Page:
The important role grandparents play in shaping their grandchildren’s eating is the subject of a new study by Flinders University researchers.
Nutrition and Dietetics researcher Dr Lucinda Bell recently received a seeding grant from Flinders Foundation to establish a program to provide grandparents with better support when caring for young children.
Dr Bell says more parents are returning to work earlier, and for longer hours, resulting in an increase in the amount of childcare provided by grandparents.
“Grandparents are an amazing and essential support for parents in the modern era,” Dr Bell says.
“They bring love to the care relationship with their grandchildren and play a valuable role in a child’s development in the early years, which is an important time for establishing healthy food preferences.”
Dr Bell says her team’s recent work in the area found that there were often generational differences in values and practices around nutrition.
“Grandparents often obey parent rules for healthy foods but occasionally treat children with sugary or fatty foods,” she says.
Dr Bell says the aim of the next part of the study is to find ways to better support grandparents - including maintaining parent-grandparent relationships around parents’ food rules, as well as methods for managing mealtimes, fussy eating and food refusal.
“We’ve carried out programs with parents on establishing good eating behaviours in young children, with promising results,” Dr Bell says.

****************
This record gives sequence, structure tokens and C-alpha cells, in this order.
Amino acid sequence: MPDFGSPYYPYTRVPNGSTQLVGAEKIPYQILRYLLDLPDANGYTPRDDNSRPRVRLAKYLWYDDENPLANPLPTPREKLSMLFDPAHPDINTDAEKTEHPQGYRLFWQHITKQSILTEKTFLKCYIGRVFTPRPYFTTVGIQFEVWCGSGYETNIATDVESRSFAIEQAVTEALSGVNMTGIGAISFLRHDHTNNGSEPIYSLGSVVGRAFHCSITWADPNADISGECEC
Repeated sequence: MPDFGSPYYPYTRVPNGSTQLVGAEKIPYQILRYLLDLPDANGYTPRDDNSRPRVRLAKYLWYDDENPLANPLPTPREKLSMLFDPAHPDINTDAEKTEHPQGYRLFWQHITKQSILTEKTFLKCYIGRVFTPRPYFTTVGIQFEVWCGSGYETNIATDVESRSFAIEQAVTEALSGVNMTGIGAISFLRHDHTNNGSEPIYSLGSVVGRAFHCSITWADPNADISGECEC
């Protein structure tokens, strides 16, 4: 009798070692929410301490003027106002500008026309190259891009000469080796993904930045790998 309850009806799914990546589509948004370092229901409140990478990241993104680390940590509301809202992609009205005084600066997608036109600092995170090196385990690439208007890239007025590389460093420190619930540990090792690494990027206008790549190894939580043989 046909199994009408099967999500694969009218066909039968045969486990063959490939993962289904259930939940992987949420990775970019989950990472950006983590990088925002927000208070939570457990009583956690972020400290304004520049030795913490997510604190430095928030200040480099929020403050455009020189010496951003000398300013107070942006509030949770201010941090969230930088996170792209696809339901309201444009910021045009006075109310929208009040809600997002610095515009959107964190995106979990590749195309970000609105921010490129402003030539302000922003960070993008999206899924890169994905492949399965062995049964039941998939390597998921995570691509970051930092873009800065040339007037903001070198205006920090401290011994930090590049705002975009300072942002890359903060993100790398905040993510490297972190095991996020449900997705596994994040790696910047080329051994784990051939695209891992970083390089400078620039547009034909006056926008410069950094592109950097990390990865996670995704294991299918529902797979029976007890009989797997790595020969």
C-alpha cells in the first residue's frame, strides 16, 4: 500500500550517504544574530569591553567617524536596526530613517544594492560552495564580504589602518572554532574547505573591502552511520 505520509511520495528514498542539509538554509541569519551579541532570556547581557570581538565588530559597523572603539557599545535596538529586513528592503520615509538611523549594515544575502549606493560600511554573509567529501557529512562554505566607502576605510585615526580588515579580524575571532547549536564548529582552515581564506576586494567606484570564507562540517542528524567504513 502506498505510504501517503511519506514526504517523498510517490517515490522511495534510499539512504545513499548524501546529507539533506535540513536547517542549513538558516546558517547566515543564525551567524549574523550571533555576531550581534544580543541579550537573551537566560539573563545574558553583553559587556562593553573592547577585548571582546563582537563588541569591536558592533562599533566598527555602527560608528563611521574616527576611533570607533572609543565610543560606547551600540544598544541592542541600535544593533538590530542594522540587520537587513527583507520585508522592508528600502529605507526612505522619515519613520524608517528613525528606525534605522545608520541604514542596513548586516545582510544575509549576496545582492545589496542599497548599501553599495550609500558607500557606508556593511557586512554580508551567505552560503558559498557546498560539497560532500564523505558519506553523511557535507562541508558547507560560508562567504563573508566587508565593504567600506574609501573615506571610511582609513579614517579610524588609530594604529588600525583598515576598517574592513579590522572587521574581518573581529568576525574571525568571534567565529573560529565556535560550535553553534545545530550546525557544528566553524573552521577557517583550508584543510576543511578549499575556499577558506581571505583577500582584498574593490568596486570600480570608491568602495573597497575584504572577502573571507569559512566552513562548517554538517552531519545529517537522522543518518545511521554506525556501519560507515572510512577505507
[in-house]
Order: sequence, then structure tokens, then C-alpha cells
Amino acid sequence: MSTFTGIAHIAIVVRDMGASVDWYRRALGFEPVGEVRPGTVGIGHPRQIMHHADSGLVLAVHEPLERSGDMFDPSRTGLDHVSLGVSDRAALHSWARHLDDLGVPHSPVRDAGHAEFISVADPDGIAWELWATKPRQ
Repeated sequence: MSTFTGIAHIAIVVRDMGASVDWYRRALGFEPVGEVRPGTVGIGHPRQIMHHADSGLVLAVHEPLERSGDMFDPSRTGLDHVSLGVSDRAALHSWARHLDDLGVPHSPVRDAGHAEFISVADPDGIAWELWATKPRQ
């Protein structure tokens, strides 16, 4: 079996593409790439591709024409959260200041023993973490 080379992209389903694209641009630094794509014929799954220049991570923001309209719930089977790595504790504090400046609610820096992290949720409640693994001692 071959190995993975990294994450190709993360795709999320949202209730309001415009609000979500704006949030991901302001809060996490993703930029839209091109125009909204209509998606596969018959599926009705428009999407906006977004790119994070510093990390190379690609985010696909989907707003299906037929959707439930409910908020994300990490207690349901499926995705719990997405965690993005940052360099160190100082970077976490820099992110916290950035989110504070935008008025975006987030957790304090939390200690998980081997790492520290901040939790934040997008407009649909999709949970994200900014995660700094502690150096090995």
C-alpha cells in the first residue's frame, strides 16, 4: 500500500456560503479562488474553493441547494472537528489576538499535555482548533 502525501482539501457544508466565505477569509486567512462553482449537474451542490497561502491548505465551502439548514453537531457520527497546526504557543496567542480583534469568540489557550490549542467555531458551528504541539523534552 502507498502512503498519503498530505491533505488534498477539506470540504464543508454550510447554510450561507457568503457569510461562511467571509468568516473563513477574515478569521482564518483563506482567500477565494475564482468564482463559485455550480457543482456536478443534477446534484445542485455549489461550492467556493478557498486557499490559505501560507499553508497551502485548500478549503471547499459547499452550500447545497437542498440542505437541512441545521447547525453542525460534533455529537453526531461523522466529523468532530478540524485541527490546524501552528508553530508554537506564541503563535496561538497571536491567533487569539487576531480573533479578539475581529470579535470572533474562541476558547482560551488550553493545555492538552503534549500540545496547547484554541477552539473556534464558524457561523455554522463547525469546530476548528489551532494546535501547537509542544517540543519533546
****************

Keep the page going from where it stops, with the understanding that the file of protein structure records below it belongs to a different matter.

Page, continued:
“There’s also been programs that support grandparents caring for children in regards to child behavior problems and activity, but not in the area of nutrition. So this is a very novel study in that regard.”
Judy Fernandez (pictured below with Emily) has cared for her two grandchildren Alex, 5, and Emily 3, one day a week, since they were about one year old.
She says the pair are good eaters and are offered healthy food choices, as well as occasional treats.
“I remember my son’s lunch box would have a packet of chips and a couple of sweet biscuits in it- but now there’s a lot more awareness of healthy eating, balanced diets and things like low-sugar foods,” Judy says.
“(Alex and Emily’s) parents are very conscious of healthy eating so I try and uphold that.
“But there’s also things like chicken nuggets which are special to nanna’s house and they don’t have them at home.”
Judy says extra support would be valuable for some grandparents.
“I only look after them one day a week and some other times to help out, but I know many grandparents who do this several days a week – that’s a lot of work and a lot of responsibility which would be hard.”
Flinders Foundation recently awarded $350,000 in seeding grants to 19 Flinders University projects to allow researchers to kick-start their work and make an incredible difference in the long term.
The Nutrition and Dietetics Department is looking for grandparents who care for a grandchild at least one day a week to be involved in a brief interview for the study. To participate contact Dr Lucinda Bell at email@example.com
To support researchers like Dr Lucinda Bell, donate to Flinders Foundation here or contact (08) 8204 5216.
Caption: Judy Fernandez (right) cares for her granddaughter Emily, 3, one day a week.